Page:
Making first offer...close?

Hey all, just wanted to get quick opinions on first offer on park. Here’s the info-
57 spaces
36 occupied no park owned
average rent 300pm
Property is 7 acres with 3 septic and 2 wells
Half park is master metered electric billed through to tenants and the other half billed direct.
Asking 675k
My offer conservative…
Want to keep 100k for reserves and capital to infill.
Going to offer 525000, seller offering land contract but I am offering seller carry@5% with 30 yr amort and 10 year balloon.
Thank any and all for your opinions…may have met a couple of you at last boot camp in Nashville.

1 Like

Sounds like it could be a good deal.

Hopefully it goes without saying knowing the market will be important so that you can infill the remaining lots in a reasonable period of time, and do lots of diligence on the massive septic systems and the wells (especially their ability to handle capacity when 100% occupied).

I really hope you get those terms with Seller carry, but would be surprised if that’s where you end up. Be prepared to negotiate those.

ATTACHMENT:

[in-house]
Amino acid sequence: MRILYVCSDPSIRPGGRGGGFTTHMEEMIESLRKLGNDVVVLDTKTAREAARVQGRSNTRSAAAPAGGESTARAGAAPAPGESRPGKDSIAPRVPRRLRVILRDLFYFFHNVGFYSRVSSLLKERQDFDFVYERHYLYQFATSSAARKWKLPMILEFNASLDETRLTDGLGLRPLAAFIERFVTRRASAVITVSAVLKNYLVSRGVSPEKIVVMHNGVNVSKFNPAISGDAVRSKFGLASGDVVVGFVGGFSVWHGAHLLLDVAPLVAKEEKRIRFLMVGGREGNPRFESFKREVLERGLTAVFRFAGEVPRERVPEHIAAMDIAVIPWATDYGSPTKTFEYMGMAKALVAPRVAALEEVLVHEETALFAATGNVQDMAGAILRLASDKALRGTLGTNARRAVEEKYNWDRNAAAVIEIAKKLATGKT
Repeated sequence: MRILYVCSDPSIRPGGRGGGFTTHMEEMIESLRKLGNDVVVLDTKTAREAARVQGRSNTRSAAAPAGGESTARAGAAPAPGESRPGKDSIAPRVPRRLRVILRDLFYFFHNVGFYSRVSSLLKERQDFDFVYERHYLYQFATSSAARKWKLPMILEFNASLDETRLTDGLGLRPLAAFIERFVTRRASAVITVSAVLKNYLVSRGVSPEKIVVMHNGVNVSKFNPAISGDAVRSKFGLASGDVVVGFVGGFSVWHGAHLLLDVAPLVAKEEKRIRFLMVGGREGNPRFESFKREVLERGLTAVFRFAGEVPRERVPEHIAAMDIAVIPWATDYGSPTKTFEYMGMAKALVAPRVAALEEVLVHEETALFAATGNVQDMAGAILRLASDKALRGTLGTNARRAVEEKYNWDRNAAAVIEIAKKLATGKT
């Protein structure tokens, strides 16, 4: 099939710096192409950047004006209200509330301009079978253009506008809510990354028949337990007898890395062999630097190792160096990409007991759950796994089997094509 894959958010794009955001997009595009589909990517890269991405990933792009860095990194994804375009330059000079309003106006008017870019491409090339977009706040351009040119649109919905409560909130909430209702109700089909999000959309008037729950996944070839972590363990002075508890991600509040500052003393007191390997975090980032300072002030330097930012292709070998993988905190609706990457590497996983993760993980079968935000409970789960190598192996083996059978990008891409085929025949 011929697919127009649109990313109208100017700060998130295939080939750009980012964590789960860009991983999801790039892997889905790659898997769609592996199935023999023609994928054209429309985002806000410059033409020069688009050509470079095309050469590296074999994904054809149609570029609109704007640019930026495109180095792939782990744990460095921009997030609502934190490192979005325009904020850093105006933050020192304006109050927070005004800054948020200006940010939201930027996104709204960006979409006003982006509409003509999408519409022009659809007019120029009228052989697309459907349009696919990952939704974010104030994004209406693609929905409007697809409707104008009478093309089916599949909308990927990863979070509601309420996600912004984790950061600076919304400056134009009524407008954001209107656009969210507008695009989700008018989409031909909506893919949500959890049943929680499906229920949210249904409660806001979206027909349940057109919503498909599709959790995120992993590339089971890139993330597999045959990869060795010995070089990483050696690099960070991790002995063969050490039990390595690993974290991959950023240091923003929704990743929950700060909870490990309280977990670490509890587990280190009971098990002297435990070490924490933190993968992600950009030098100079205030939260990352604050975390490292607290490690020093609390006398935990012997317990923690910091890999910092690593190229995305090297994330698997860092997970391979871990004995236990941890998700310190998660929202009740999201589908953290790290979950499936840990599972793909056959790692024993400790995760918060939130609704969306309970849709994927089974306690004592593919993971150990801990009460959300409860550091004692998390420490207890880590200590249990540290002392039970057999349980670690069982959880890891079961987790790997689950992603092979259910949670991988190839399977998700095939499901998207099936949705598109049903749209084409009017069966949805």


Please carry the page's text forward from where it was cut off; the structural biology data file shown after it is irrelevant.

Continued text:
Any major infrastructure repairs to consider? What would it take to direct meter the electric for all tenants? You didn’t mention how water and gas are covered.

I didn’t see you mention a downpayment either. Zero down between 30 down would be a big difference…

Hey guys thanks for responses…

@jhutson I was hoping you’d respond because I have read a ton of forums here and you often have good insight. The park is in a 350k metro with really good schools. I will be doing test ads as a first step upon DD. Do you do them before being under contract? No major repairs that I know of yet. I currently live in NJ but I am moving to MI in month or 2 and park is less than ten minutes from my town. I am sure the seller will want to do some negotiating so I have figured in some wiggle room.

@Deleted_User_ME I was offering 10% down, sorry I forgot to include. Also have some wiggle room in that. I see you in a lot of the biggerpockets forums and appreciate your response as well. I remember you had park #4 under contract? Is that right? How did it go?

1 Like


I personally would not go for it. The septic with wells is one thing but when you stack master metered electric on top of that i think it has too much going against it and you really have to hedge with a very low price for a potential future purchaser.